After the Irish electorate voted last week in a referendum to approve the treaty, which streamlines EU institutions and creates the post of president of Europe, Czech President Vaclav Klaus is one of two key holdouts.
Klaus is already a eurosceptic but the Czech constitutional court has ordered him not to sign the treaty into force until it has reviewed the legality of the document.
If he delays the treaty long enough for Britain’s Conservative Party to win a general election expected next year, they in turn could call for a new national referendum and freeze the implementation process.
Reinfeldt, speaking to the French daily Le Monde, said Klaus ought to sign the treaty within two or three weeks of the Czech court making its ruling.
“I have tried in vain to reach him by telephone,” Reinfeldt told Le Monde.
“I’ve heard that he might be in Albania next week, but I’ve no idea what he really plans to do.”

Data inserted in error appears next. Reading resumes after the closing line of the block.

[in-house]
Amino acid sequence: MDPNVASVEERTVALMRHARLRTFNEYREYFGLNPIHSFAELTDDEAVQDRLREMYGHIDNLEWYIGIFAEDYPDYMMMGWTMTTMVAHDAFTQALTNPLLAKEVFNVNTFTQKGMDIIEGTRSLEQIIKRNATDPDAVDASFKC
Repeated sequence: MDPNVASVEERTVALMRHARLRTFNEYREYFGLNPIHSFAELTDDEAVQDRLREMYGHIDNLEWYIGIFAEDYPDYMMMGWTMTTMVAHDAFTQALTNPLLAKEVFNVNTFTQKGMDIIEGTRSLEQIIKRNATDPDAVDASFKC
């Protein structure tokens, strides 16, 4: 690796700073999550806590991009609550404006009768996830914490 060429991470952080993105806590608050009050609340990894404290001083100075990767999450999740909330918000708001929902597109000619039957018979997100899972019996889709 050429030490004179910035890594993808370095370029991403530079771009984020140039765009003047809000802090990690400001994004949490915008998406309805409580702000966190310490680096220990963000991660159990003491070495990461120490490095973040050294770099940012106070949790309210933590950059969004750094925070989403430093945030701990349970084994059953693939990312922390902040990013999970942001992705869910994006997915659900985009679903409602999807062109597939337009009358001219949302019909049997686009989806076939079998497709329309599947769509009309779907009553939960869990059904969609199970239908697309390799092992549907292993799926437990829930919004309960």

Poland is the other country still to ratify the treaty, but Britain’s opposition Conservative party is also causing concern.
Reinfeldt said he has spoken to Conservative leader David Cameron who is favourite to win the British election and has promised a referendum on the treaty if it is not yet ratified.
“Making such a promise won’t help him in terms of being Britain’s probable next prime minister. For me, Britain is already a country that has ratified the treaty,” the Swedish leader said.
“The British elections will be held by June at the latest. I hope for progress on the Czech side more quickly than that.”
If the Czechs approve the treaty before the British vote it will enter into EU law. Cameron, while insisting he opposes the treaty, says he will not reopen the debate if it has already been approved.
France’s minister for European affairs, Pierre Lellouche, also called on Prague and London not to stand in the way of the treaty.
There has been widespread speculation that if the treaty is rapidly approved former British prime minister Tony Blair will be chosen as the first EU president.